The following feature appears in the Fall 2016 issue of Medley Magazine.
When Quintal “Q” Stitt moved back to his hometown of Syracuse, N.Y. to work at the SU College of Law, he knew he would have to find a barbershop. His brother-in-law told him about a spot near campus that was open later than most barbershops on Saturdays. Stitt thought he’d give it a try, and on a Saturday afternoon in September, he made his first visit.”I wasn’t looking for anything too edgy,” Stitt says. “I like that Collins has the ‘watch your language’ and ‘keep your pants pulled up’ signs on the door. That’s the type of stuff that will make me come back.”
And many customers do come back. Collins Barber & Beauty Shop is a second home for a community that has been loyal to the family for almost half a century. Like many African-Americans who migrated north from the 1940s and sixties, Carlton Collins Jr. moved to Syracuse from Apopka, Florida in 1963 looking for work. As a young barber, he bounced around from shop to shop until he established his own business in 1970 at a rented space on Irving Avenue. A few years later, Carlton and his wife, Juanita, purchased a building just a block away on the corner of South Crouse and East Fayette Street, which would become the barbershop the family currently operates.
A plaque on the wall behind the barber chairs holds the first dollar Carlton made at the shop. Photos of the family’s elders, or “pictures of the ancestors,” hang on the wall and a spray-painted portrait of Carlton is visible from anywhere in the shop, reminding everyone of its roots.
“We want our atmosphere here to be a place where grandma can bring the kids.”
Carlton passed away in 2014, but Juanita still owns the shop. Sons Eric and Charleston, grandson Tyson, and daughter-in-laws Mary and Kadijah maintain the shop and salon in Carlton’s honor.“People know us in this neighborhood,” barber Charleston Collins says. “A lot of SU students and faculty come here. Even some alumni – people who don’t even live in the country anymore – come back to Syracuse and stop by.”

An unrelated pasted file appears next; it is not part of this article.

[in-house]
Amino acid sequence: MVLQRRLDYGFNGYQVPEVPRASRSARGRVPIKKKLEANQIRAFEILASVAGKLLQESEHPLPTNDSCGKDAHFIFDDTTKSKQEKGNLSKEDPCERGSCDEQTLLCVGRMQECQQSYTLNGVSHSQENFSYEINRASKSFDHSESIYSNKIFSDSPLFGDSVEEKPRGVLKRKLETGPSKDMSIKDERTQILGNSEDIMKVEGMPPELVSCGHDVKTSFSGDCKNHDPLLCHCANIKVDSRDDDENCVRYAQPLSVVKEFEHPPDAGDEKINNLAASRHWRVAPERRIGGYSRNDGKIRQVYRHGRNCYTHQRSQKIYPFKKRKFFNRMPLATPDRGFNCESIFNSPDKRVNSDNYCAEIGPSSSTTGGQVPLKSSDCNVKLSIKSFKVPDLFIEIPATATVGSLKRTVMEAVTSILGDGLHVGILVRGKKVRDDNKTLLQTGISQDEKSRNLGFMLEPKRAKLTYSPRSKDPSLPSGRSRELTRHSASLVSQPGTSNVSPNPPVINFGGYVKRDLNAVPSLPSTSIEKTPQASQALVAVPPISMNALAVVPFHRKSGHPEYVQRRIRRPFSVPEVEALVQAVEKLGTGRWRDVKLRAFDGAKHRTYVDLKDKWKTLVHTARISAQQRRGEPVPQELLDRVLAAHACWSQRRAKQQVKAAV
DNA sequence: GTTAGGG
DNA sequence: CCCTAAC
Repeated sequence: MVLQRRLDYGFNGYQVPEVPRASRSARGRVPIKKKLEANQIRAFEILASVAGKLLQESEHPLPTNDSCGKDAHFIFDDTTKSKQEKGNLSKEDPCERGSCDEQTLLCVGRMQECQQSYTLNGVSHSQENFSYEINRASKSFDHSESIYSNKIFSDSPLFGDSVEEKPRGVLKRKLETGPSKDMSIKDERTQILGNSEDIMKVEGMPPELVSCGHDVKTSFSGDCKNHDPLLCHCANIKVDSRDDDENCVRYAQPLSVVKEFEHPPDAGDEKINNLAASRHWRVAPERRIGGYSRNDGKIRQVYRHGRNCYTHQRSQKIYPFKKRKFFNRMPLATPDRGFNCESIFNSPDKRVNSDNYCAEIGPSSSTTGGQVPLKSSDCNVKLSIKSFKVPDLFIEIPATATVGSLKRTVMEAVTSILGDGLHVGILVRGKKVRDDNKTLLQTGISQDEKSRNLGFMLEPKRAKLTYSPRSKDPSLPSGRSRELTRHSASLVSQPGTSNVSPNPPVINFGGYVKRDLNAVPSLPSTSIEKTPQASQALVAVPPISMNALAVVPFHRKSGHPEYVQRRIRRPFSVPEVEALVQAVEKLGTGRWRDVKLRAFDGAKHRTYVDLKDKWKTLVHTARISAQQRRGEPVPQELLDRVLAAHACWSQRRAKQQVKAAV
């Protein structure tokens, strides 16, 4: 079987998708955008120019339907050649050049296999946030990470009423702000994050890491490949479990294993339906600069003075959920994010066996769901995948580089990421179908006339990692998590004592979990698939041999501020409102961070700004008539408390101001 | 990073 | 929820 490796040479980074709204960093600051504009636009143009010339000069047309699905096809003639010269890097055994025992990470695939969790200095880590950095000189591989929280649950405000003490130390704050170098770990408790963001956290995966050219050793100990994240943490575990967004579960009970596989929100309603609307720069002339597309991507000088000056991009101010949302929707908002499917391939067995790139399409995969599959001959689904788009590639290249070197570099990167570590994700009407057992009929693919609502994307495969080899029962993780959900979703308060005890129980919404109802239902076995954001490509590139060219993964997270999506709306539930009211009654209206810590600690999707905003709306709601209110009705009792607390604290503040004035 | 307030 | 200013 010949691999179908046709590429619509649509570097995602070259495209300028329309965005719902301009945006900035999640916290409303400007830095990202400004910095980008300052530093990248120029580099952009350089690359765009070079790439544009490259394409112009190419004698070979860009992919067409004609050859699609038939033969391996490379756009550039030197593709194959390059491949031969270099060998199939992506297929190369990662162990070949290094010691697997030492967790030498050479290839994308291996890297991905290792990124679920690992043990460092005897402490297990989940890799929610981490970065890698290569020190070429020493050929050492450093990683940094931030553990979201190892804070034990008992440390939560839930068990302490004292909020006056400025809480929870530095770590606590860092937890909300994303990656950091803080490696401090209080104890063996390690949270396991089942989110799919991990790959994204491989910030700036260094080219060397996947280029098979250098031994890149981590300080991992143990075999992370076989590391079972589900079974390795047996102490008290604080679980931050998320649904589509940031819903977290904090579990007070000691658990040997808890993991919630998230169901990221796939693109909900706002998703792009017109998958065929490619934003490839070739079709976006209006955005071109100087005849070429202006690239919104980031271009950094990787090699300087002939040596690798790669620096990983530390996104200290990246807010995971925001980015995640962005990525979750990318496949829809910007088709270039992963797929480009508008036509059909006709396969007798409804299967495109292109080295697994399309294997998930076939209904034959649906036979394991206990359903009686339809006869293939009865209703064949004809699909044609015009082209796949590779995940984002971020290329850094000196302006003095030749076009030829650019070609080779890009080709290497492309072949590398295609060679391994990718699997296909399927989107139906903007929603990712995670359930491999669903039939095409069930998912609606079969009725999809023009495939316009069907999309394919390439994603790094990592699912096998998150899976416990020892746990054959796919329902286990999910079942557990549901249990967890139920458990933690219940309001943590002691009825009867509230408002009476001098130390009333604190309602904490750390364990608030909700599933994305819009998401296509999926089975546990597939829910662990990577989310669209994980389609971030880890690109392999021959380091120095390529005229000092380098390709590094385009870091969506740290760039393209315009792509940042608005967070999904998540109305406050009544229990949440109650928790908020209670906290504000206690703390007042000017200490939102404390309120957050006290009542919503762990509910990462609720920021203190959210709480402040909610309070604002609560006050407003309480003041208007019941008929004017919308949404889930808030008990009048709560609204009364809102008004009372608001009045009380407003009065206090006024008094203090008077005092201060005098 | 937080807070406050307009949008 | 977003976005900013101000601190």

The corner by the shop was named “Carlton Collins Corner” in July. The result of a project between the Collins family and Common Councilor Helen Hudson, the name is a testament to the city’s rich black history in which the family has played a significant role. “It’s a good feeling knowing that a lot of people looked up to my father,” Charleston says. “We have a responsibility to carry on what he started.”
The Collins have hosted barbeques, participated in golf tournaments with the Central Baptist Church, joined bowling leagues, and coached baseball teams in the Inner City Little League for 16 years. They gave out free haircuts at People’s AME Zion Church on Martin Luther King Jr. Day and worked closely with local gospel radio shows. The family is well known for promoting other black-owned businesses on Facebook and on flyers around the shop. “They are good role models,” says Kirk Savery, who has gone to Collins for 30 years. “They are godly people who go to church and do the right thing.”
Three years ago, the Kennedy Square housing projects across the street were torn down, and the shop lost many customers. The university grew and the community changed. But business is good, Charleston says, which is evident on Friday afternoon when the weekend rush comes in. Even at 5:30 p.m. when the shop is preparing to close, it’s packed. People come to chat with the family about life and spirituality, or just relax and watch an SU game.
“I love how you can come here and get treated with respect.”
Mary, Charleston’s wife, runs the beauty salon upstairs. She has a base of customers who usually come in once every two weeks as early as 7 a.m. to get their hair curled, relaxed, re-touched, cut, washed, styled, or braided.“I thank the Lord that Carlton did this – for us, for this community,” Mary says. “I love how you can come here and get treated with respect. It’s a place you can bring your wives, your girlfriends, and your kids. I’m not saying other barbershops and salons aren’t like that. But here, you get the respect you deserve. You should feel relaxed. Whether you’re black, white, Asian, Hispanic, or anything else, it doesn’t matter. They all come here.”
Jacoby Loury, a master’s student at SU’s School of Education, has been going to Collins since he was a freshman six years ago. Loury says he tried other shops in the area, but something keeps bringing him back to Collins.“I just like that the shop has an old school feel to it,” Loury says. “It’s a very welcoming environment. I know the guys by their names, and they know me.”
There are plenty barbershops in Syracuse, and some go for more of a modern atmosphere to appeal to a larger crowd of millennials. Yet, the Collins family focuses on remaining a positive influence in the community, not emulating other popular locations.
“The only other shop I could tell you about is from the movie Barbershop — and that’s not us,” Charleston says. “But I like that. We want our atmosphere here to be a place where grandma can bring the kids. A place where anybody can come in and get a haircut without being disrespected.”
For $12 a cut, customers get more than a clean fade. They gain a family.
written by Elliot Williams